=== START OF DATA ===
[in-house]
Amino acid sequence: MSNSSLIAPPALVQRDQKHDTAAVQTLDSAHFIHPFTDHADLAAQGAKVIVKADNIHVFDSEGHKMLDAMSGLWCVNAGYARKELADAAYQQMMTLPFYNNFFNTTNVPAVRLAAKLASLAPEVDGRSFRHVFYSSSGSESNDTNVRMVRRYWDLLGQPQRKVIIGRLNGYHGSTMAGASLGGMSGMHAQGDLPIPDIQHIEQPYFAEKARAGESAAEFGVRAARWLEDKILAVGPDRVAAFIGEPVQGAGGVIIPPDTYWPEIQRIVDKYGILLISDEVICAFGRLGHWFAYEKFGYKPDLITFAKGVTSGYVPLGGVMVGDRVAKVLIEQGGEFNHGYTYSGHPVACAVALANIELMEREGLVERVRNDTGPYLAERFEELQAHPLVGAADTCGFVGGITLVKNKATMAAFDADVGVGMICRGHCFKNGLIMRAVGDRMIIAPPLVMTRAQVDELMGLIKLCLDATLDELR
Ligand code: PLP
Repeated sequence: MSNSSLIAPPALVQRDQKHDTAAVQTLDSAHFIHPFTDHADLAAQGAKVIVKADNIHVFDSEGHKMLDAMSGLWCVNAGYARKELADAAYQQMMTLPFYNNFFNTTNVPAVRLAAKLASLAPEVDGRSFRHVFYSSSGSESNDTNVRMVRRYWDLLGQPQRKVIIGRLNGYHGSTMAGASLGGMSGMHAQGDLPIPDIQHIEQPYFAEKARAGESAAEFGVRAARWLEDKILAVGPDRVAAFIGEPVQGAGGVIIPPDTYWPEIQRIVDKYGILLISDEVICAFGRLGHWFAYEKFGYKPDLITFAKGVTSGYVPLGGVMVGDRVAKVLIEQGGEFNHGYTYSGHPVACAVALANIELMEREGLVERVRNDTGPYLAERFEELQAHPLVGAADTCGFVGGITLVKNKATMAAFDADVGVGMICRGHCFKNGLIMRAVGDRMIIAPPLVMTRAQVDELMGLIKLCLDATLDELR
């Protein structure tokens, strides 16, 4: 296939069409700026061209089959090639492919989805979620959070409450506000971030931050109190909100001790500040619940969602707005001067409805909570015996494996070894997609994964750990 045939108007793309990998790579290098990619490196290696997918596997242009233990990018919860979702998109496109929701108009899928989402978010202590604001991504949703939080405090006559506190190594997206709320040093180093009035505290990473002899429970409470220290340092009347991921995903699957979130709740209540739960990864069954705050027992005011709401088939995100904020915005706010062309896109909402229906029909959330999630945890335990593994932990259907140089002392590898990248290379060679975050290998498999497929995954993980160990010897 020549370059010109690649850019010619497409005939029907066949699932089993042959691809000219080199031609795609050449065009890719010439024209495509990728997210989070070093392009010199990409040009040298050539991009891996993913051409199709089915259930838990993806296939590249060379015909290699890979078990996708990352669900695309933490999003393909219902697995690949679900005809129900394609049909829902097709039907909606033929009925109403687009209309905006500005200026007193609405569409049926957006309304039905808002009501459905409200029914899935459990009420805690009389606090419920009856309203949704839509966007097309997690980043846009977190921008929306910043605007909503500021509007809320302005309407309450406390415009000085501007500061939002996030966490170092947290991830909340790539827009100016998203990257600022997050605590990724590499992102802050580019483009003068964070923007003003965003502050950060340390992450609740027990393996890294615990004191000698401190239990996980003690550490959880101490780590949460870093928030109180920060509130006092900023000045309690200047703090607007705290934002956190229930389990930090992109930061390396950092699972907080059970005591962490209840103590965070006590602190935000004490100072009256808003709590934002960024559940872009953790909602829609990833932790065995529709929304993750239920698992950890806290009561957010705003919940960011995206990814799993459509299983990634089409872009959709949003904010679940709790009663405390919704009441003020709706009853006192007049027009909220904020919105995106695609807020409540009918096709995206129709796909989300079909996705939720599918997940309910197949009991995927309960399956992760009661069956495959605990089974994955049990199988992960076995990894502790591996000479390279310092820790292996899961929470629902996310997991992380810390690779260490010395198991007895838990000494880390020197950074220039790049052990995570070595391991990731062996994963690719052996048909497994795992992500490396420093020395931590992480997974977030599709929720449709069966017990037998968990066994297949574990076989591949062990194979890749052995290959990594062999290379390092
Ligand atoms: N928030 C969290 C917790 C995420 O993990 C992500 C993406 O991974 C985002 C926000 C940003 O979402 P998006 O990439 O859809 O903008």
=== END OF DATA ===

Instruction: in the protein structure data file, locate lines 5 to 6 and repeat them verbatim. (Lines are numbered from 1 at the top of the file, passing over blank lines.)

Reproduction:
């Protein structure tokens, strides 16, 4: 296939069409700026061209089959090639492919989805979620959070409450506000971030931050109190909100001790500040619940969602707005001067409805909570015996494996070894997609994964750990 045939108007793309990998790579290098990619490196290696997918596997242009233990990018919860979702998109496109929701108009899928989402978010202590604001991504949703939080405090006559506190190594997206709320040093180093009035505290990473002899429970409470220290340092009347991921995903699957979130709740209540739960990864069954705050027992005011709401088939995100904020915005706010062309896109909402229906029909959330999630945890335990593994932990259907140089002392590898990248290379060679975050290998498999497929995954993980160990010897 020549370059010109690649850019010619497409005939029907066949699932089993042959691809000219080199031609795609050449065009890719010439024209495509990728997210989070070093392009010199990409040009040298050539991009891996993913051409199709089915259930838990993806296939590249060379015909290699890979078990996708990352669900695309933490999003393909219902697995690949679900005809129900394609049909829902097709039907909606033929009925109403687009209309905006500005200026007193609405569409049926957006309304039905808002009501459905409200029914899935459990009420805690009389606090419920009856309203949704839509966007097309997690980043846009977190921008929306910043605007909503500021509007809320302005309407309450406390415009000085501007500061939002996030966490170092947290991830909340790539827009100016998203990257600022997050605590990724590499992102802050580019483009003068964070923007003003965003502050950060340390992450609740027990393996890294615990004191000698401190239990996980003690550490959880101490780590949460870093928030109180920060509130006092900023000045309690200047703090607007705290934002956190229930389990930090992109930061390396950092699972907080059970005591962490209840103590965070006590602190935000004490100072009256808003709590934002960024559940872009953790909602829609990833932790065995529709929304993750239920698992950890806290009561957010705003919940960011995206990814799993459509299983990634089409872009959709949003904010679940709790009663405390919704009441003020709706009853006192007049027009909220904020919105995106695609807020409540009918096709995206129709796909989300079909996705939720599918997940309910197949009991995927309960399956992760009661069956495959605990089974994955049990199988992960076995990894502790591996000479390279310092820790292996899961929470629902996310997991992380810390690779260490010395198991007895838990000494880390020197950074220039790049052990995570070595391991990731062996994963690719052996048909497994795992992500490396420093020395931590992480997974977030599709929720449709069966017990037998968990066994297949574990076989591949062990194979890749052995290959990594062999290379390092
Ligand atoms: N928030 C969290 C917790 C995420 O993990 C992500 C993406 O991974 C985002 C926000 C940003 O979402 P998006 O990439 O859809 O903008």